A parting note about the translation and the 'English' editing of the book. The editorial introduction sneers at Hitler, his use of language and his ideas and it's also apparent that the translator is slightly contemptuous of Hitler. Personally I don't mind that. If there is going to be bias, then let it be apparent, or better still, let it be out in the open. However, it's worth bearing in mind that a translation can be manipulated to present ideas in a way that might favour or encourage a certain agenda. It seems to me that the agenda here is to present Hitler, through his "written" words (remember my comment at the start: he didn't actually write this!) as a kind of mad man. I am not convinced that he was a mad man, but what we have here is a useful study in how historians, technicians and literary experts pursue political agendas, consciously or otherwise.
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108 of 119 people found the following review helpful
on 5 February 2011
A good political read, very interesting to hear Hitler's rationale contemporaneously. Two things bother me about this book. The edition itself is not the best edited, a few spelling mistakes here and there, frequent enough to be noticable. Second,the back of the book, which sells Hitler as an "evil genius" or "monster". Mein Kampf has its own merits and logic. It is counter-productive to dismiss the book as worthless. Hitler was not a monster, he was a human, and reading this book helps you understand how people are able to act like monsters. Censorship of literature is a hallmark of fascist states, and I think its a shame that there is in some quarters consent that the content of the book is worthless, or that only a Hitler sympathiser would read it. It is as worthwhile as any book written by a political leader would be. Interesting to me was how Hitler provides commentary on his own assumptions. For example, before launching into a tirade against democracy he describes how he came to admire democracy, and how then he came to hate it. He is self-aware of his own motives. I was shocked to hear him admit to being "uncomfortable" with anti-Semitism, being rather liberal at first (he thought Jews were discriminated against for their faith, which he considered intolerant). Then he describes how he came to hate the Jews himself. This also belies the sometimes voiced defence that there was no anti-Semitism in Austria/Germany pre-Nazis. It is interesting to see in his more obviously political statements how he blames Jews for many problems, an obvious form of propaganda. Very obvious in fact, because he describes the power of propaganda in detail. I found this a fascinating read.

Recommended to anyone who has an interest in history, politics, and sociology.
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1 of 1 people found the following review helpful
According to the Preface, this book was not written for the purpose to make friends or influence people. The design from conception is to chronicle a movement, not create one.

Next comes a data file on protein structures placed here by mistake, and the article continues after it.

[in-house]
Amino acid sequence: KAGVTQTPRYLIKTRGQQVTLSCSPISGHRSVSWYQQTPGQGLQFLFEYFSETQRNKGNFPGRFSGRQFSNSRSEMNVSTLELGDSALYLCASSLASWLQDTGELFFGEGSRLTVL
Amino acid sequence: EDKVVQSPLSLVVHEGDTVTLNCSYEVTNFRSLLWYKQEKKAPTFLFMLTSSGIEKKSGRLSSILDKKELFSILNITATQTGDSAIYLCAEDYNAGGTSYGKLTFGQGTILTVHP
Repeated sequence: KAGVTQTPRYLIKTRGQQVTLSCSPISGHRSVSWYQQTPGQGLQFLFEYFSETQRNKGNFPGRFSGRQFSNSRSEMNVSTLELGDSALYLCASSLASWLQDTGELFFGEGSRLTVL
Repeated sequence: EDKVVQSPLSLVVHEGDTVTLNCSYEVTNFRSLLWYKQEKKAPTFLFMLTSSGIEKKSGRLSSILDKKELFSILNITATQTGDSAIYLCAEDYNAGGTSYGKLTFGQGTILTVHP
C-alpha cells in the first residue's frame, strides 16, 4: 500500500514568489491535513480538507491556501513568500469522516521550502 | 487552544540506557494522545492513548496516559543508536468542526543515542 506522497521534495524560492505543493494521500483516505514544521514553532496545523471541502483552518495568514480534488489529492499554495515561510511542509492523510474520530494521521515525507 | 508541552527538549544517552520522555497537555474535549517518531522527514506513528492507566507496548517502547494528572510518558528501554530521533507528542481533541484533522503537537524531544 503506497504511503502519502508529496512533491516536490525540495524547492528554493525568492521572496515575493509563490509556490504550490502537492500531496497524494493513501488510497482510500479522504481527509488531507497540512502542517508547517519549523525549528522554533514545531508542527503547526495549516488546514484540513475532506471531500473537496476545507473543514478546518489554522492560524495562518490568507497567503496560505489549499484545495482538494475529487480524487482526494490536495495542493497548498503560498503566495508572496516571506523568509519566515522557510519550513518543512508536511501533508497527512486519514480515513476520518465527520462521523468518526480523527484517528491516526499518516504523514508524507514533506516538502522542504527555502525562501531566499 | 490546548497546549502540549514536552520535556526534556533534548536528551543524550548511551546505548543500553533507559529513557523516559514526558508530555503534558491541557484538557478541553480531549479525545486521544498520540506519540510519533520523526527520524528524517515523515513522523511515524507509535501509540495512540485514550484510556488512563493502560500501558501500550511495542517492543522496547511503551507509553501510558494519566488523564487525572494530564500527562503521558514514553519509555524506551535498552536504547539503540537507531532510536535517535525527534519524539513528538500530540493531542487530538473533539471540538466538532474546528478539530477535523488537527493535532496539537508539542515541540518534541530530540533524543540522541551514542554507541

As a whole one can have an opinion as to the results of the book. However with out reading it the opinion has no chance to be informed. Another flaw with not reading this work is that you are relying on others opinions and inferences. Taking most of the statements and conclusions from this book and displaying them separately you would be surprised as to how many you would agree with.

Just a sample of what is on the inside:
"I know people who `read' enormously, Book for book, letter for letter, yet whom I would not describe as `well-read.' True they possess a mass of `knowledge,' but their brain is unable to organize and register the material they have taken in... For reading is no end in itself, but a means to an end."
These are not platitudes but examples of observations of the time, which you can see are timeless.

Once in a while the reading may seem redundant but it is the nature of writing for the time and place. So again this book is a must read. I have no preference as to translation; yet I must rely on them as the German versions require on knowledge of German idioms of the time.
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3 of 3 people found the following review helpful
on 9 June 2014
Before reading this book I had only contempt for hitler. Now I see him as someone a bit mixed up, someone who could have been good for Germany if he had taken a different path
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7 of 8 people found the following review helpful
on 20 February 2013
I knew that Mein Kampf would be a difficult read and in places it did prove to be so. But its also a very worthwhile read for anyone who wants to try to comprehend the events that lead towards World War 2 and also learn about Adolf Hitler. I found the most interesting aspect of Mein Kampf is Hitler's observations on the human mind. The book offers insight to how Hitler shaped his political ideas and his obsessional ambition for a pure race. There is no doubt that Hitler was an intelligent person and when you read Mein Kampf it is quite understandable how he came to prominence and made a mark on history which will never be forgotten and is unlikely to ever be repeated.